Parkinson’s disease is not yet curable. Several classes of drugs have been found that reduce the symptoms. Numerous researchers are working towards understanding the pathophysiology and developing new therapy targets for the disease.
Some of the notable areas of Parkinson’s disease research include:
Stem cell therapy in Parkinson’s disease
Researchers, led by a team at the University of Edinburgh have successfully used skin samples from a patient to create brain nerve cells. This could help scientists understand the actual cause behind death of the brain’s neurons. It will also make it easier to test new drugs which could slow or halt progress of the disease.
The researchers, working in collaboration with University College London (UCL) and funded by a £300,000 grant from the charity Parkinson's UK have pioneered in stem cell development and use in the disease. The aim is to eventually find drugs that can prevent the death of neurons.
Much has been studied to detect the genes that can raise the risk of developing Parkinson’s disease. In a large genetic study five new common risk genes have been discovered, bringing the tally of genetic susceptibility genes to 11. The researchers found that presence of these specific genes raised the risk by 2.5 times. Assuming a prevalence of Parkinson's of 0.14% in the general population, the risk would increase to 0.35% in the highest risk group.
Yet another study by US researchers showed that the immune system may have a key role in the development of Parkinson's disease. In their 20-year study of 4,000 people, half with Parkinson's disease, the team of researchers found an association between genes controlling immunity and the diseased condition.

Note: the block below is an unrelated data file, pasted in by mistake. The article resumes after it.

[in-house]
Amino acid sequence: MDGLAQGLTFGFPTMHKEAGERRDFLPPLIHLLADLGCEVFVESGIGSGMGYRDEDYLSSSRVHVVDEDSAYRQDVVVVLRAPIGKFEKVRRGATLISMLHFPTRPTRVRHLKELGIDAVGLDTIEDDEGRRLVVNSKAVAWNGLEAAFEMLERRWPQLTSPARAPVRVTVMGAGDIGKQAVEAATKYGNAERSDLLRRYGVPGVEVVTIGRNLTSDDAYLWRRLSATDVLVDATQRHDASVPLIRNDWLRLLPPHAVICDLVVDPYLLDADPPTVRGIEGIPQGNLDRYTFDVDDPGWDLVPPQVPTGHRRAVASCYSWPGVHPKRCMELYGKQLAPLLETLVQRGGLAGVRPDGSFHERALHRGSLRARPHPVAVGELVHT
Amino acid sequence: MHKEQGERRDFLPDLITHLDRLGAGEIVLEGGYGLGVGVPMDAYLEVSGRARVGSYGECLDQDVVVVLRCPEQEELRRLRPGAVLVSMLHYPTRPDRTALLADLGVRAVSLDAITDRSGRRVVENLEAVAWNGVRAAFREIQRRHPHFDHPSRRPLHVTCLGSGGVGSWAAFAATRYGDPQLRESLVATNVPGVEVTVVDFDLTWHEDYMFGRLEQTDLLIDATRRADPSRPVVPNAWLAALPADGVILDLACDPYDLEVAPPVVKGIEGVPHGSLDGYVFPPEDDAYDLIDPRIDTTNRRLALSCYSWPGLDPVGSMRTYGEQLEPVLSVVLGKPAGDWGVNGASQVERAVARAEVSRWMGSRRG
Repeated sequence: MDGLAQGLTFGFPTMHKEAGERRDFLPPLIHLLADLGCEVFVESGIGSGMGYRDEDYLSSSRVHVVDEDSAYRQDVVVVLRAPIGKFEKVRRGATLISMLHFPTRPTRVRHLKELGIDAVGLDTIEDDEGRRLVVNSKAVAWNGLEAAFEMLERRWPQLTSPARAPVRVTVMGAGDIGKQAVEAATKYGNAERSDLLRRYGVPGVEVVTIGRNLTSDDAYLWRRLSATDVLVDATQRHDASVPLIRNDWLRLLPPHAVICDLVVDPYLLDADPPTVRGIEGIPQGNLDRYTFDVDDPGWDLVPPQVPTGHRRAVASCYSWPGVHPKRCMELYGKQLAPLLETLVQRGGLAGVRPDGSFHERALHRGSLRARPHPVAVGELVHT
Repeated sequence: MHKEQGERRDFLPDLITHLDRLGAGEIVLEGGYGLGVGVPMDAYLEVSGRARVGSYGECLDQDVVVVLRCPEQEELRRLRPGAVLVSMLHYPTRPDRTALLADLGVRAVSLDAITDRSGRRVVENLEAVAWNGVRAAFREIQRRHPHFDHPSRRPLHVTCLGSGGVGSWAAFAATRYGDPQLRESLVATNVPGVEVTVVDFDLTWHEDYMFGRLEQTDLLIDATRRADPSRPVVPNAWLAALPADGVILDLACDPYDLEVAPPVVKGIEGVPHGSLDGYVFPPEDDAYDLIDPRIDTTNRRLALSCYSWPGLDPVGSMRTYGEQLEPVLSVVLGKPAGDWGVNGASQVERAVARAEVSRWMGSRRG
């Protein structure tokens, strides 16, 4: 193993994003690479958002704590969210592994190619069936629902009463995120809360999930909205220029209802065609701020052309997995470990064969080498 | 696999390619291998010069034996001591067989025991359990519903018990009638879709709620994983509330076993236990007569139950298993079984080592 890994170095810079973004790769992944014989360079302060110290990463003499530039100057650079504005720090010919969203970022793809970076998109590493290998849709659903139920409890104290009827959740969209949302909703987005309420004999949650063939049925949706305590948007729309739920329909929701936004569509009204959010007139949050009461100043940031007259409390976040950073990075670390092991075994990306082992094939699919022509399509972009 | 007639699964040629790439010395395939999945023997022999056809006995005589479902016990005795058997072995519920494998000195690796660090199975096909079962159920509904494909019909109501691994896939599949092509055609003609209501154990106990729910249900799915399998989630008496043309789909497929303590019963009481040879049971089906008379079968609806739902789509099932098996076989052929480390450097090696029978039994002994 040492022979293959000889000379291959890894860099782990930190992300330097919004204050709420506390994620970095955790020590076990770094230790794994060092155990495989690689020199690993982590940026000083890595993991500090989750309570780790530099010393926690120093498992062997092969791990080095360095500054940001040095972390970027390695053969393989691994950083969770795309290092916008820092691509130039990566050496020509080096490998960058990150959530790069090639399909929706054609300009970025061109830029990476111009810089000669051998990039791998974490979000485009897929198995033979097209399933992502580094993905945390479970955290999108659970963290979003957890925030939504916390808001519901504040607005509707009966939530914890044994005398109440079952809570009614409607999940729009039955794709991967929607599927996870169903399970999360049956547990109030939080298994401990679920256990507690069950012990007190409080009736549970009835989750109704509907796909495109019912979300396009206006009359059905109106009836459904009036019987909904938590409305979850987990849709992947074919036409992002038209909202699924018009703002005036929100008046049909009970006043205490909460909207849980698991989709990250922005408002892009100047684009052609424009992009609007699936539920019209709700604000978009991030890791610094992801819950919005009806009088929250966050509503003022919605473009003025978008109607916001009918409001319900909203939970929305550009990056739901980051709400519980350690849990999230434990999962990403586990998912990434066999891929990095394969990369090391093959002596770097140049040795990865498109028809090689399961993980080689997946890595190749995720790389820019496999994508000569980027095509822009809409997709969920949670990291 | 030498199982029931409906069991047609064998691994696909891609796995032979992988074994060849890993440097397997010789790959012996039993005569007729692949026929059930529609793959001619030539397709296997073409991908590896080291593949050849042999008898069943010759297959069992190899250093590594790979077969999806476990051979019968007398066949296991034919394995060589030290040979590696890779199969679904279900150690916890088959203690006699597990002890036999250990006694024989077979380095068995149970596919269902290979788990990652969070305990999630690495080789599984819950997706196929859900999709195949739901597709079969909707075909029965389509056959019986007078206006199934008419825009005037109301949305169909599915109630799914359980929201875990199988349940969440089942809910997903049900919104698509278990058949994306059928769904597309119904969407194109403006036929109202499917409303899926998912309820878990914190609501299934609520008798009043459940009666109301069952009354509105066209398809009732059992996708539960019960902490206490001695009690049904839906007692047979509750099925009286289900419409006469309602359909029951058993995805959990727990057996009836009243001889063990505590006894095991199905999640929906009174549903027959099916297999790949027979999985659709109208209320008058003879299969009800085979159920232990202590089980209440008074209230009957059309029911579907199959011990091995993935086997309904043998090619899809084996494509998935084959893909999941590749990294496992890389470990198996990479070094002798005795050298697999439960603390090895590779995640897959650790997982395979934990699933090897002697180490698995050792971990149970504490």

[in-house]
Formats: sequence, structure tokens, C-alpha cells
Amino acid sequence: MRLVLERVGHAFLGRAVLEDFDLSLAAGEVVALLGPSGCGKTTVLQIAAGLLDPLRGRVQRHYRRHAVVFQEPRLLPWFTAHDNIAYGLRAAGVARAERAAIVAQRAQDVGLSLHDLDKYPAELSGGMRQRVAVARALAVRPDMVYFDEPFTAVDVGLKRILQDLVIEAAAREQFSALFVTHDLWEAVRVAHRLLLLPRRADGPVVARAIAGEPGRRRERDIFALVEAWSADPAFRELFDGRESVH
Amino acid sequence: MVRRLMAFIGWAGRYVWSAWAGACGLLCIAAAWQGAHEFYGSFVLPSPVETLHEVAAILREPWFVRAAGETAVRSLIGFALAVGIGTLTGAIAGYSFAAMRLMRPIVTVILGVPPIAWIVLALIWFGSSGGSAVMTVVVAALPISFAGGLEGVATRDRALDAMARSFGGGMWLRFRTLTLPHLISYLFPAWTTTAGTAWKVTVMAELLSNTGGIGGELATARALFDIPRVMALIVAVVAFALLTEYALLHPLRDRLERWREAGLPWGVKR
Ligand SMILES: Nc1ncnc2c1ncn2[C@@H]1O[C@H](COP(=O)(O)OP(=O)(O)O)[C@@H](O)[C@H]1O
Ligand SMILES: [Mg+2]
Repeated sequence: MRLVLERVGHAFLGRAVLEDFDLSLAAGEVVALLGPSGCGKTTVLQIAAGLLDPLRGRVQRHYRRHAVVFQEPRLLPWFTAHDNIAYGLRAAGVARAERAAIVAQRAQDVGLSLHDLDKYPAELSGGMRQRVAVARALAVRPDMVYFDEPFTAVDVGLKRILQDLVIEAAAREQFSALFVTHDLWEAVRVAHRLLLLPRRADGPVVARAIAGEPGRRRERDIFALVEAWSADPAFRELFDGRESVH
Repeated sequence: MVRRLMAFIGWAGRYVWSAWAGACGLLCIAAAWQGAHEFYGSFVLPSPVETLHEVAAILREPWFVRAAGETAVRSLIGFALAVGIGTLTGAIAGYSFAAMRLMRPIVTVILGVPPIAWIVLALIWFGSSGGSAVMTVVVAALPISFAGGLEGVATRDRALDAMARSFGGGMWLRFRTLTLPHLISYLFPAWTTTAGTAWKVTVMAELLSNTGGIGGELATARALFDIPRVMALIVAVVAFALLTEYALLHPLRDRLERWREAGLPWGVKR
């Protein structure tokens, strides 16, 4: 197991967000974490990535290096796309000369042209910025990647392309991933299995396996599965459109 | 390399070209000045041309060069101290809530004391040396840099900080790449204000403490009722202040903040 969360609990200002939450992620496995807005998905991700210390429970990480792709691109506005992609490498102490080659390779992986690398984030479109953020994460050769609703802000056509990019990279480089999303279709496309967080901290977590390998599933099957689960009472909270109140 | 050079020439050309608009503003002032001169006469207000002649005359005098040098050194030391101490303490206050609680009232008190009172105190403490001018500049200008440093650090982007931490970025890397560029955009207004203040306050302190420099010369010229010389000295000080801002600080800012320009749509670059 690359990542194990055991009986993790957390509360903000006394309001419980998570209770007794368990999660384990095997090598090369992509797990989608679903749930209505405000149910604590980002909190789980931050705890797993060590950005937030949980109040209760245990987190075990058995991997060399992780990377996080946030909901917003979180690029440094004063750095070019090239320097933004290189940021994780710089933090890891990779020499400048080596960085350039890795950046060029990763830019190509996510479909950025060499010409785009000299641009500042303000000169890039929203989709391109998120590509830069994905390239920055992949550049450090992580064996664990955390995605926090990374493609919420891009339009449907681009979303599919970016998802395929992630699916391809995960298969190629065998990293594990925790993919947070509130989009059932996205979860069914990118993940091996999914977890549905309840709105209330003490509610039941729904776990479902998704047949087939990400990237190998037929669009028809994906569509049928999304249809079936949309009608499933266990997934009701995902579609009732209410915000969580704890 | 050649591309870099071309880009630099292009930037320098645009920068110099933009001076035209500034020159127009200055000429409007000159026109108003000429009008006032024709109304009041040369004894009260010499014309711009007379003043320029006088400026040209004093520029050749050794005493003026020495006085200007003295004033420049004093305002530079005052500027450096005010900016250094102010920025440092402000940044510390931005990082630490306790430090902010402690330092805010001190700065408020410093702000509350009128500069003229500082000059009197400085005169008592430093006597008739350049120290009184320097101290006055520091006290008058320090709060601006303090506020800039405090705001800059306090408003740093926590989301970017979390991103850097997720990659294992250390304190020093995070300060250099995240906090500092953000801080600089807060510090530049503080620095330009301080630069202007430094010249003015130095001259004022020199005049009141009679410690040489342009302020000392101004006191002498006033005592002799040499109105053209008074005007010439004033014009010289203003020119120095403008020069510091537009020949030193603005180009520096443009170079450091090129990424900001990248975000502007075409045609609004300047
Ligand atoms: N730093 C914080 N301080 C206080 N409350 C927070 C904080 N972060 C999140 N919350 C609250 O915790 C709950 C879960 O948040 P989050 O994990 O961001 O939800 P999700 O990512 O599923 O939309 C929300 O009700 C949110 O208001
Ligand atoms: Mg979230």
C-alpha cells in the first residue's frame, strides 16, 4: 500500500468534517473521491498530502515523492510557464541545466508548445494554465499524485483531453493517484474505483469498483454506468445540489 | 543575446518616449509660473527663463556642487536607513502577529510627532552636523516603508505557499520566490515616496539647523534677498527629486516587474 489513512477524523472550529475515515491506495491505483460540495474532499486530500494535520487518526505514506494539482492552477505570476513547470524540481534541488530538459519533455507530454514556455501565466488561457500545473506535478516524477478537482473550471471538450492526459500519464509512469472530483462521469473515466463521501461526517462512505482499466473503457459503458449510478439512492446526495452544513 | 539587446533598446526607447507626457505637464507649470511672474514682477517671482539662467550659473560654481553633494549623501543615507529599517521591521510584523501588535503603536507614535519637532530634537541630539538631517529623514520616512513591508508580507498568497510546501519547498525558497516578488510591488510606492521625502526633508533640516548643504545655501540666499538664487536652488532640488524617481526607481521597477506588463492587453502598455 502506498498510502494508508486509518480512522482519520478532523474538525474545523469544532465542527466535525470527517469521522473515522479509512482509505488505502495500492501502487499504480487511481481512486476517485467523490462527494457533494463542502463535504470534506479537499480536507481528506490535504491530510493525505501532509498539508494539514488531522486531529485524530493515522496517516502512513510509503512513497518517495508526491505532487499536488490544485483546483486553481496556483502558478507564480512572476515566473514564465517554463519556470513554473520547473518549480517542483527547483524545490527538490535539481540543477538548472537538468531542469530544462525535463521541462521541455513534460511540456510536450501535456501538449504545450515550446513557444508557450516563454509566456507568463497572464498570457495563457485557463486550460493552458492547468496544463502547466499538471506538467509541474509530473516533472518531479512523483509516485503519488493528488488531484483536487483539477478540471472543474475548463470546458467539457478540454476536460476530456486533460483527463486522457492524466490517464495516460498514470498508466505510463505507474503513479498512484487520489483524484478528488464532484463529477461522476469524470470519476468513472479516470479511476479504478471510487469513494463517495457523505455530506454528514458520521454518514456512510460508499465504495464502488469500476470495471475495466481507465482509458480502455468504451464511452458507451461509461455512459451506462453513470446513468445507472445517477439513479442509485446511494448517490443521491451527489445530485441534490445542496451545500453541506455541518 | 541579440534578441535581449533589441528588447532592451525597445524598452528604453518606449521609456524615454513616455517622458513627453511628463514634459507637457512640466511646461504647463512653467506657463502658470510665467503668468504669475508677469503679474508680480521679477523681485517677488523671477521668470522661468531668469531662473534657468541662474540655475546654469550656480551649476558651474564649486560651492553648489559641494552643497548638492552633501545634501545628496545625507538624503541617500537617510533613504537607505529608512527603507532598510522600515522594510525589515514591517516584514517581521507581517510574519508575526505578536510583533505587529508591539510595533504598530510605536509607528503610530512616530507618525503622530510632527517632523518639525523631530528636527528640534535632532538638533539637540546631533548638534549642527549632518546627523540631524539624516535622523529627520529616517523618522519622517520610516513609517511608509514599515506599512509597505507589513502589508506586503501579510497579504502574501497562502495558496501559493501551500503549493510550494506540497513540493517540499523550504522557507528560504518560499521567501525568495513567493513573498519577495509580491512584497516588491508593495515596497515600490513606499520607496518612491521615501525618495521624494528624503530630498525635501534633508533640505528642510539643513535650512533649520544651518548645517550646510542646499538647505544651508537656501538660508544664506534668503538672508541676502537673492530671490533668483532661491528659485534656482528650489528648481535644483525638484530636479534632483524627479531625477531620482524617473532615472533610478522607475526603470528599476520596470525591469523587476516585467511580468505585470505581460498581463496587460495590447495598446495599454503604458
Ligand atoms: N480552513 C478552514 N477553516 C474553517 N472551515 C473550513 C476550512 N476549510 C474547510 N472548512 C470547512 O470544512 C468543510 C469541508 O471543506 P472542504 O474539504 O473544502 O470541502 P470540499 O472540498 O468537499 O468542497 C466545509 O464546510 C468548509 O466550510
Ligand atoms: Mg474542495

Gene therapy has been studied widely in the treatment of Parkinson’s disease.
A recent clinical trial by US researchers has shown success with gene therapy. The small study in The Lancet Neurology used a virus to add genes to brain cells. This caused improvement in symptoms in half of patients.
The procedure involves using a non-infectious virus to carry the gene into a part of the brain called the subthalamic nucleus (STN). The gene used leads to the production of an enzyme called glutamic acid decarboxylase (GAD). This is the enzyme that catalyses the production of a neurotransmitter called GABA. GABA acts as a direct inhibitor on the overactive cells in the STN. Patients with Parkinson's have reduced levels of a chemical - GABA – in their STN.
Neuroprotective treatments have been researched in detail. These agents could protect neurons from cell death and slow the progress of the disease. Agents currently under investigation as neuroprotective agents include anti-apoptotic drugs (CEP 1347 and CTCT346), lazaroids, bioenergetics, antiglutamatergic agents etc.
Others that have been used include monoamine oxidase inhibitors selegiline and rasagiline, dopamine agonists, and the complex I mitochondrial fortifier coenzyme Q10.
Nutrients and others
Nutrients have been tried in clinical trials in patients with Parkinson’s disease. The L-dopa precursor L-tyrosine was shown to relieve an average of 70% of symptoms. Ferrous iron, the essential cofactor for L-dopa biosynthesis was shown to relieve between 10% and 60% of symptoms in some patients. Efficacy has also been noted with THFA, NADH, and pyridoxine—coenzymes and coenzyme precursors involved in dopamine biosynthesis.
Research has shown that people who take ibuprofen on a regular basis have a lower risk of developing Parkinson's disease. In studies of more than 135,000 men and women regular users of ibuprofen were 40% less likely to develop Parkinson's. But like all NSAIDs, ibuprofen can cause worrying side effects, like an increased risk of gastrointestinal bleeding.